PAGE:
Sunday, August 31, 2008

Murder on the Brighton Express by Edward Marston

When the Brighton Express suddenly goes off the rails and collides with another train, the Engine crew of the oncoming train is killed, along with the driver of the Brighton Express and six of the passengers. However, despite the wreckage of both trains, most passengers are only injured, and the fireman of the Brighton Express escapes with only a few injuries, none of them mortal.

The Railway company brings in Robert Colbeck, known as the "Railway Detective", a policeman with a great love of trains who has already solved many crimes that occurred on Railways. And once again, he has the assistance of Sergeant Leeming, an officer firmly of the middle-class, and distrustful of the railways as newfangled and unknown.

But this time, he also has competition, Harvey Ridgeon, the Inspector General of Railways, who believes the entire thing was merely an accident caused by the dead driver when he ran the train too fast. But Colbeck had met the dead driver, Frank Pike, before, on another case, and the man he knew was too careful and cautious to do such a thing. He also determines that the bolts holding the rails down were removed, along with a section of track, and finds a pick-axe that probably did the removing in the bushes nearby. But Ridgeon is adamant, and wishes Colbeck gone and away from the site of the wreck.

Colbert discovers that two men with very unpopular public opinions are on board, one a government official bigoted towards foreigners, the other a former railway executive let go from his post. Both were sharing the compartment directly behind the locomotive, the one likeliest to sustain damage in a railway crash or disaster. But they were not alone, sharing their compartment with a Brighton Clergyman, the Reverend Follis, and two lovers, a married man and his unmarried female lover. The Reverend brings this to Colbeck's attention, but he doesn't excoriate the lovers for it, instead, he looks on them with sympathy, a very unusual position for a clergyman.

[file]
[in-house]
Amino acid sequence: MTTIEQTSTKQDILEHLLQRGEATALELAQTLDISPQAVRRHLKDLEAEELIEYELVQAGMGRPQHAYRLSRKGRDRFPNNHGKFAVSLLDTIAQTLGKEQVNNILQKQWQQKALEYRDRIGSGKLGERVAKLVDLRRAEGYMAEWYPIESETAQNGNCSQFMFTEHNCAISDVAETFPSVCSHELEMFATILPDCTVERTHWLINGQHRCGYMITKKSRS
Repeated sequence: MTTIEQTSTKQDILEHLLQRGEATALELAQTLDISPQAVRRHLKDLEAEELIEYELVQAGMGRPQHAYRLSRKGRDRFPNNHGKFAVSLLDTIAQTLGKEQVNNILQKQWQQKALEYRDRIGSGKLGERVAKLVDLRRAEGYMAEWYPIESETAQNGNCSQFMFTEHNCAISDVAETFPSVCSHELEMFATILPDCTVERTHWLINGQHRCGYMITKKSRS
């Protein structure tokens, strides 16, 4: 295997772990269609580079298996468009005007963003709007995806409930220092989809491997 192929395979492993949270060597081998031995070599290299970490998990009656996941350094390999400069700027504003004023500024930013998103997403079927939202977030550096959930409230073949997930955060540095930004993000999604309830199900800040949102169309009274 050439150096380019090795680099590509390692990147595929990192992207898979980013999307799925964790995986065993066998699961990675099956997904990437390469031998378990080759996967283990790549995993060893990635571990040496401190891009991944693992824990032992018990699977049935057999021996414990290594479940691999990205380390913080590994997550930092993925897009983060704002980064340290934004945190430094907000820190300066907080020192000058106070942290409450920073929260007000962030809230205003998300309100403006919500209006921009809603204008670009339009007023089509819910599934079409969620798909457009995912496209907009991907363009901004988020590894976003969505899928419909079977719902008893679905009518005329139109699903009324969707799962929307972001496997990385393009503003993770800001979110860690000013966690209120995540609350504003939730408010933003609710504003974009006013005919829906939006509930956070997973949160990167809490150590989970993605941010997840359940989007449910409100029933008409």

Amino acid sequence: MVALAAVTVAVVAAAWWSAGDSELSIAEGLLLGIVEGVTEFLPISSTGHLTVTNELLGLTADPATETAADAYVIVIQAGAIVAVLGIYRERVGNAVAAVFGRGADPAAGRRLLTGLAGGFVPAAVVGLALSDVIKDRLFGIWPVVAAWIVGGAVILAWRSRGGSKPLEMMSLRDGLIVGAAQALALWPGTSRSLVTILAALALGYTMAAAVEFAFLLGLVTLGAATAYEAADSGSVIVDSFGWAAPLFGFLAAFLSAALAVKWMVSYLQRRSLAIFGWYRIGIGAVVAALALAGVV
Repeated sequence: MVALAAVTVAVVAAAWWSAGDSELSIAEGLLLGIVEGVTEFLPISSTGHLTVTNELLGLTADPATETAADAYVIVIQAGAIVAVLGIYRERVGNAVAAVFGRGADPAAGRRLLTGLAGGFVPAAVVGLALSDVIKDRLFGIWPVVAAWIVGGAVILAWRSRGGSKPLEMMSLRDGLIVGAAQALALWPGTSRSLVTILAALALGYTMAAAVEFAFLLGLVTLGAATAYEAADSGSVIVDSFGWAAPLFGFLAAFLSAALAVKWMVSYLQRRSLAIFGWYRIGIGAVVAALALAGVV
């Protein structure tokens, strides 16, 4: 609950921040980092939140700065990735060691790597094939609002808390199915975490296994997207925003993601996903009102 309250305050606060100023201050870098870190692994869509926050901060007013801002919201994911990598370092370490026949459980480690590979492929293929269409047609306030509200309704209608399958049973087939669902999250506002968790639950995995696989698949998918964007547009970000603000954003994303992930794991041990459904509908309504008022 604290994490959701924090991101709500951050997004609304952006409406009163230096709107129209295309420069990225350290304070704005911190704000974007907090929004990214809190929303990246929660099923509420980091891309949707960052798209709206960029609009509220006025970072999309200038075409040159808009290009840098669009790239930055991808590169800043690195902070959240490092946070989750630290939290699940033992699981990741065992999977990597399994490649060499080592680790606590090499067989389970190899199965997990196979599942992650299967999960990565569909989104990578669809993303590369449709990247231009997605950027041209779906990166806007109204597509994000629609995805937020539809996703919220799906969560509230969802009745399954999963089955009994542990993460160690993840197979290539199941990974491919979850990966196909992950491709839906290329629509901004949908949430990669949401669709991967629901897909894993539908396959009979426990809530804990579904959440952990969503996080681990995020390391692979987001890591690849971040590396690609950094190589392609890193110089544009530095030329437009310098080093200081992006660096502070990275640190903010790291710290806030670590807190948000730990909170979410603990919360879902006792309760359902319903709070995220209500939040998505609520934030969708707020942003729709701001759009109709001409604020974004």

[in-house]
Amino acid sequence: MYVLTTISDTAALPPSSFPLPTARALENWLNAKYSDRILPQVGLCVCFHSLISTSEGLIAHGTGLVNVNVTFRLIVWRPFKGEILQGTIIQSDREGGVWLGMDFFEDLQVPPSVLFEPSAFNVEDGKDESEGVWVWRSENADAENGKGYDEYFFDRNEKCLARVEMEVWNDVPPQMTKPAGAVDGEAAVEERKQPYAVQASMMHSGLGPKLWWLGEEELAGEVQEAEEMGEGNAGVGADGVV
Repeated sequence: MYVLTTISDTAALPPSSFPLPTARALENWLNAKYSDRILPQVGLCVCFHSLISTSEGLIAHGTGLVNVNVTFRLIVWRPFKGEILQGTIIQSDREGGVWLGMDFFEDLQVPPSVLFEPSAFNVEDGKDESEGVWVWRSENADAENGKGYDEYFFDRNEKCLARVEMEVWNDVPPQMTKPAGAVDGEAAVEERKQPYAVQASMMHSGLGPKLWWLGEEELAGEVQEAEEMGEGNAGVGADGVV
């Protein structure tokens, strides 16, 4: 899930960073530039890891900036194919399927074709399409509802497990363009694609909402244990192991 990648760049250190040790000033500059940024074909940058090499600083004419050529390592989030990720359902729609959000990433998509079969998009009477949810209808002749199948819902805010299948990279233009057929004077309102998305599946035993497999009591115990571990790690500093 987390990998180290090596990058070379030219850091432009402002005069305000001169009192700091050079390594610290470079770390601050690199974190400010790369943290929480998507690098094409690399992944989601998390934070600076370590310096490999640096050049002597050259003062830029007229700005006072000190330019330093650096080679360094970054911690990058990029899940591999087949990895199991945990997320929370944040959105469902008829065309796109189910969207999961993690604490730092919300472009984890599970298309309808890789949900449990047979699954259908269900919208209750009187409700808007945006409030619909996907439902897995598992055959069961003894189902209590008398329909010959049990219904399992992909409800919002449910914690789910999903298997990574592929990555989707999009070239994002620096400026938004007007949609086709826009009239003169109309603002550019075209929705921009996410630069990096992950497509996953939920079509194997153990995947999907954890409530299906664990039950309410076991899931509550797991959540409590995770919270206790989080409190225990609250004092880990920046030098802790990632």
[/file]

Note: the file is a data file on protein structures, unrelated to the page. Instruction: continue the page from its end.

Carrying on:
As Colbeck investigates the people who might have a grudge against the railroad itself, he also investigates people who might have a grudge against the Lord and the Railway executive. But something about the crime isn't adding up... who would go to such great lengths to kill so many people just to get revenge on one man? And then Ridgeon releases a report to the newspapers that makes Colbeck seem just this side of a crackpot, seeing saboteurs under every bridge and trestle. With this hanging over him, will Colbeck and Leeming be able to catch the killer before he or she kills again?

This book gave us many possible targets for the attack on the train: attack on the railroad, attack on one of the passengers, and so on, but what's unusual about this one is that Robert Colbeck takes so long chasing the wrong trail, and who the actual target of the attack turns out to be. Edward Marston does draw attention (in a very subtle way) to the wrongness of character about this particular person long before you realize who the actual target of the train crash was. And even though we learn who did the deed fairly early on, catching the culprit, let alone finding out who hired him for the purpose, takes far longer... again, not until the end of the book.

I did enjoy the book, as well as the encounters between Colbeck and the woman he loves, Madelaine Andrews, who no longer simply acts as her father's housekeeper, but has a career as a railway artist, drawing railroads in action. Their interactions are warm and wonderful to read, and she helps him out a great deal of the time, though he tends to keep her in the dark about how she is helping him in this novel. However, he did want her unbiased opinion, so it was acceptable as to why he kept her in the dark.